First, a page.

Legislative Assembly for the ACT: 1999 Week 10 Hansard (14 October) . . Page.. 3119 ..
MR HIRD (continuing):
... there has not been any recognition of the fundamental issues relating to the proper administration of leasehold in the ACT ...
It was not the committee's role on this occasion to evaluate the ACT leasehold administration system or its philosophy. I believe it was our role to consider the specific reference within the terms of the existing system as required under the Land (Planning and Environment) Act, and I consider that this was done carefully and deliberately.
The committee took pains to ensure that we ask all necessary questions and that we got answers that were full and detailed enough to enable us to form opinions. We even took the unusual step, Mr Speaker, of agreeing to publish as an annexure to the final report much of the information which we gathered in this way. Members will note that we even published a number of legal opinions and arguments relating to aspects of the inquiry. I would argue that the variety of topics and the depth of the responses in the annexure are certain evidence that all the issues relating to this matter have been addressed. We have simply come to different conclusions based on our own interpretation of both the evidence and maybe the task at hand.
The dissenting report makes a number of points as to how Mr Corbell believes the ACT leasehold system should operate. This is fine, Mr Speaker, but it was not the committee's reference. The majority report is based on how the system currently operates. If the Assembly wants my committee to look at the system as a whole, then we will obviously obey the will of the parliament, notwithstanding our already extremely heavy workload. But I repeat that that was not our task on this occasion.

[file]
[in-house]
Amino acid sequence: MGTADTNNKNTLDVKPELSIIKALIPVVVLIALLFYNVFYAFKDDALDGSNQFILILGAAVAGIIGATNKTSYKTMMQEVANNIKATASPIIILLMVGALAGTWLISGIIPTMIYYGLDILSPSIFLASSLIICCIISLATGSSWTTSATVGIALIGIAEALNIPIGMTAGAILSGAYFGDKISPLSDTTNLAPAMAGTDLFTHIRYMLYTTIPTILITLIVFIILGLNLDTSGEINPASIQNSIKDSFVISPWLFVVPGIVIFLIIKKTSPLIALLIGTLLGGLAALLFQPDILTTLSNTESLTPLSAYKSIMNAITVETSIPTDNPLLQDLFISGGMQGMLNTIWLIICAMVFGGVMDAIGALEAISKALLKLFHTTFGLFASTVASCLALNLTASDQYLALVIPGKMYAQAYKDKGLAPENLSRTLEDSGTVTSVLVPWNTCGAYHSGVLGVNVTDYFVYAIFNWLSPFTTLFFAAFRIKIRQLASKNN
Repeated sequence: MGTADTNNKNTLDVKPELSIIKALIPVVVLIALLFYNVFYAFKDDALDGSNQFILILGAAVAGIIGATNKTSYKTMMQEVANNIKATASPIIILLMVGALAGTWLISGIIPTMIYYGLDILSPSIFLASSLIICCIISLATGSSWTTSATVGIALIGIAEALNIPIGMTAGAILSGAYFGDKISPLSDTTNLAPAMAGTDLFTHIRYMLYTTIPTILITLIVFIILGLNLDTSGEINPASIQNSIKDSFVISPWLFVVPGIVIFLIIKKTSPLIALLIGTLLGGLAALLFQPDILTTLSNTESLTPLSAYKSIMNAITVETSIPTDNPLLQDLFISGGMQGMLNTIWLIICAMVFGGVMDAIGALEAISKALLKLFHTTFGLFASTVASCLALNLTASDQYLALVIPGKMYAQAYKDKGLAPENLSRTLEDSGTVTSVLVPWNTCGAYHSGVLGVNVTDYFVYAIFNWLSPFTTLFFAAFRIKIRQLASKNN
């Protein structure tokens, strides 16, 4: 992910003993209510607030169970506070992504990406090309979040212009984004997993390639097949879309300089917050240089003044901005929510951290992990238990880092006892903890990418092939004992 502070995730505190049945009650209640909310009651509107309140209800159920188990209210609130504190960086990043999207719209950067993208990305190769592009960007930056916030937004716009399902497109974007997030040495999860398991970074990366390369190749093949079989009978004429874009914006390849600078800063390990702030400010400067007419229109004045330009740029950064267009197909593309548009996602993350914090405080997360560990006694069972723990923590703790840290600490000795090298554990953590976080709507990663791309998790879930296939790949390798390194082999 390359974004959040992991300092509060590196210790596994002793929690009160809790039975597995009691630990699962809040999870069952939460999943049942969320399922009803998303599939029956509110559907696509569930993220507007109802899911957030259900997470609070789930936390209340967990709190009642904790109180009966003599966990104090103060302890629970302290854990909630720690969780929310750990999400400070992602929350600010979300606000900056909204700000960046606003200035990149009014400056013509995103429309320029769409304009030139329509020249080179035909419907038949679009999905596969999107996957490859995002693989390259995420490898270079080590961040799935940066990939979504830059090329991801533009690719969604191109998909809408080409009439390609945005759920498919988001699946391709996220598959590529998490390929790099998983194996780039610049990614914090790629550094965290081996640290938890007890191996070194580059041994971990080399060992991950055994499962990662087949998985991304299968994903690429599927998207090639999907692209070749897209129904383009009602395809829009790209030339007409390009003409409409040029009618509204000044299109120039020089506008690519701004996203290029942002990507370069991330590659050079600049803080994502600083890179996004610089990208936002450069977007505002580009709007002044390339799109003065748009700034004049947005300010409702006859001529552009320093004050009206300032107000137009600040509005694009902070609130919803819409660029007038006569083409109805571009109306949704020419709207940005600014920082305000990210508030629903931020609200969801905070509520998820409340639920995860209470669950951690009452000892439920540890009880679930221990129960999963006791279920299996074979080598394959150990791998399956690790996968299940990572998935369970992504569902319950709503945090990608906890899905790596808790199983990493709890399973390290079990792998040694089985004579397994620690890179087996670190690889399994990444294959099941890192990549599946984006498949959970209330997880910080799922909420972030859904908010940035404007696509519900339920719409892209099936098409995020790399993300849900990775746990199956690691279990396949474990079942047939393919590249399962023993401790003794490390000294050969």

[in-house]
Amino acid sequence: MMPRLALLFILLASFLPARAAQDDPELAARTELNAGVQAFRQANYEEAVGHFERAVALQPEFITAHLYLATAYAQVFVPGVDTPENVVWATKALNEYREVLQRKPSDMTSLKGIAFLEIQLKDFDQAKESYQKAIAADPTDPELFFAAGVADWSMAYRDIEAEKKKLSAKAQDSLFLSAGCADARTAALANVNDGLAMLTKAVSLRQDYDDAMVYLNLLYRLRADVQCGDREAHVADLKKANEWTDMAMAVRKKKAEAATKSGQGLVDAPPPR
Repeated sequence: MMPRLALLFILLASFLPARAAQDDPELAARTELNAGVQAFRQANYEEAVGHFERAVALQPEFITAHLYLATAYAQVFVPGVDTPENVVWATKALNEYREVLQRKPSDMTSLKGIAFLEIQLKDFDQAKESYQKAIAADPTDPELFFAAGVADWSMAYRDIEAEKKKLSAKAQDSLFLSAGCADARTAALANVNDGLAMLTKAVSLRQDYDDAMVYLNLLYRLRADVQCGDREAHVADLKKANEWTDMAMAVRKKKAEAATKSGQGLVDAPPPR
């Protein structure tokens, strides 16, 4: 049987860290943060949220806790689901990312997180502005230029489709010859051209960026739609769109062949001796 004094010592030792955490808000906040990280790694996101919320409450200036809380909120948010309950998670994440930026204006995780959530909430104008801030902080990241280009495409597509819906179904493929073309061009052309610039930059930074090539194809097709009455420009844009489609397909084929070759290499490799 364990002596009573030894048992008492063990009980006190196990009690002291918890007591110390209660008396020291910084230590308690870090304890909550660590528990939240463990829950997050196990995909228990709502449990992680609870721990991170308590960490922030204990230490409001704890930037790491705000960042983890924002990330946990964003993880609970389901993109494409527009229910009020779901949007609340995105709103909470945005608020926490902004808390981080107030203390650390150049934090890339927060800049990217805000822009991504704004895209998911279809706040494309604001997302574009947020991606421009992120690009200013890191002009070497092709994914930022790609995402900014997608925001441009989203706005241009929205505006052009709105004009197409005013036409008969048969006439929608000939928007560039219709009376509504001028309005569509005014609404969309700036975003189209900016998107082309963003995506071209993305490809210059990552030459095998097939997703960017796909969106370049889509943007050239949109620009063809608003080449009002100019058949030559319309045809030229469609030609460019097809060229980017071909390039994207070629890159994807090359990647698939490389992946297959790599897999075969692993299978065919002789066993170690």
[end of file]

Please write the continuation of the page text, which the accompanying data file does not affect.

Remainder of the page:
I consider that it is unfair to the proponents of any development proposal to have to address a hypothetical future system. There is probably enough difficulty in addressing a system that actually exists at any given point in time without having to worry about what changes may be made later. Mr Rugendyke and I, in reaching our conclusions that draft variation 94 should be endorsed, considered that the proponents had met the criteria of the existing ACT leasehold system. We did not leap to this conclusion. We were drawn to it through a thorough examination of the issues.
I would like to address a number of specific issues for the benefit of members. The dissenting report made much of the opinion that the current proposal is effectively the same as one considered and rejected by the previous Liberal Government. The current proposal is slightly smaller, 59 dwellings as against 61, true, but contains significant amendments in relation to the size of the site, the size of extensions to the nature park and the siting of the water control ponds. The majority of the committee has accepted that the proponent has accepted the duty to reflect the concerns of the community and to compromise accordingly.
Mr Speaker, the committee report recommends the placing of even further restraints upon the proposal. I would remind members that the original proposal suggested by the Federal Golf Club to their members was for a development of in excess of 150 dwelling